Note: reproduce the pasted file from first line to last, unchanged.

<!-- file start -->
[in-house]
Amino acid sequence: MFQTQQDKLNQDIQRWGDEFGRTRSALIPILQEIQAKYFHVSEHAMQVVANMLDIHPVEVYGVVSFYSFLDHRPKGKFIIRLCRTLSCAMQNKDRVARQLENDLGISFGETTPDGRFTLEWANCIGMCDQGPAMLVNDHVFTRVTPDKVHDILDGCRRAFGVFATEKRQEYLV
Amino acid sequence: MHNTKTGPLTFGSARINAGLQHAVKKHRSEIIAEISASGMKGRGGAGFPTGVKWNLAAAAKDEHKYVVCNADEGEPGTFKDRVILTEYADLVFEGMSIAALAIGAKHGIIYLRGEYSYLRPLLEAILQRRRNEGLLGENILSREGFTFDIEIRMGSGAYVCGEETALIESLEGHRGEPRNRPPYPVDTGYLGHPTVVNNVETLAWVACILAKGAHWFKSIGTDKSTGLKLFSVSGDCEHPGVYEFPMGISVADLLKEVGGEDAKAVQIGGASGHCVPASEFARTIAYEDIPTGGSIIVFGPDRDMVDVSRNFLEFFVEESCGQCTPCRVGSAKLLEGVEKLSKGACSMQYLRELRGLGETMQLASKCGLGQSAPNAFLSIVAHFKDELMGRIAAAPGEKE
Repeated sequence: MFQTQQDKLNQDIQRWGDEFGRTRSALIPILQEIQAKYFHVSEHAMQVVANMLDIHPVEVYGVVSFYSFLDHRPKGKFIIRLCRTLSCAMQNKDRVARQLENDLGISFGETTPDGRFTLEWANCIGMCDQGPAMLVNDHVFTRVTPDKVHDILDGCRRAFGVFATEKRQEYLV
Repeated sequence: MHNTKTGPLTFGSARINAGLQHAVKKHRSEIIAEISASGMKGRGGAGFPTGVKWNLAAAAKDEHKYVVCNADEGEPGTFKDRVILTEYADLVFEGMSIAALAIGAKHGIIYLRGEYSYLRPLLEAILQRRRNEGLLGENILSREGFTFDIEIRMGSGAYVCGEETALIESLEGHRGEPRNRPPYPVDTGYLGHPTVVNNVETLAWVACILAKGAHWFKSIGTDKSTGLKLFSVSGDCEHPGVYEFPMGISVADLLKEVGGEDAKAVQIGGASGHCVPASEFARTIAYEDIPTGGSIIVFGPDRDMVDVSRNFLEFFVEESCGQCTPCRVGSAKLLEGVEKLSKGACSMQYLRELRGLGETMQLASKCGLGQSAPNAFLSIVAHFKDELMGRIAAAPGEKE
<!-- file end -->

[in-house]
Amino acid sequence: MFQTQQDKLNQDIQRWGDEFGRTRSALIPILQEIQAKYFHVSEHAMQVVANMLDIHPVEVYGVVSFYSFLDHRPKGKFIIRLCRTLSCAMQNKDRVARQLENDLGISFGETTPDGRFTLEWANCIGMCDQGPAMLVNDHVFTRVTPDKVHDILDGCRRAFGVFATEKRQEYLV
Amino acid sequence: MHNTKTGPLTFGSARINAGLQHAVKKHRSEIIAEISASGMKGRGGAGFPTGVKWNLAAAAKDEHKYVVCNADEGEPGTFKDRVILTEYADLVFEGMSIAALAIGAKHGIIYLRGEYSYLRPLLEAILQRRRNEGLLGENILSREGFTFDIEIRMGSGAYVCGEETALIESLEGHRGEPRNRPPYPVDTGYLGHPTVVNNVETLAWVACILAKGAHWFKSIGTDKSTGLKLFSVSGDCEHPGVYEFPMGISVADLLKEVGGEDAKAVQIGGASGHCVPASEFARTIAYEDIPTGGSIIVFGPDRDMVDVSRNFLEFFVEESCGQCTPCRVGSAKLLEGVEKLSKGACSMQYLRELRGLGETMQLASKCGLGQSAPNAFLSIVAHFKDELMGRIAAAPGEKE
Repeated sequence: MFQTQQDKLNQDIQRWGDEFGRTRSALIPILQEIQAKYFHVSEHAMQVVANMLDIHPVEVYGVVSFYSFLDHRPKGKFIIRLCRTLSCAMQNKDRVARQLENDLGISFGETTPDGRFTLEWANCIGMCDQGPAMLVNDHVFTRVTPDKVHDILDGCRRAFGVFATEKRQEYLV
Repeated sequence: MHNTKTGPLTFGSARINAGLQHAVKKHRSEIIAEISASGMKGRGGAGFPTGVKWNLAAAAKDEHKYVVCNADEGEPGTFKDRVILTEYADLVFEGMSIAALAIGAKHGIIYLRGEYSYLRPLLEAILQRRRNEGLLGENILSREGFTFDIEIRMGSGAYVCGEETALIESLEGHRGEPRNRPPYPVDTGYLGHPTVVNNVETLAWVACILAKGAHWFKSIGTDKSTGLKLFSVSGDCEHPGVYEFPMGISVADLLKEVGGEDAKAVQIGGASGHCVPASEFARTIAYEDIPTGGSIIVFGPDRDMVDVSRNFLEFFVEESCGQCTPCRVGSAKLLEGVEKLSKGACSMQYLRELRGLGETMQLASKCGLGQSAPNAFLSIVAHFKDELMGRIAAAPGEKE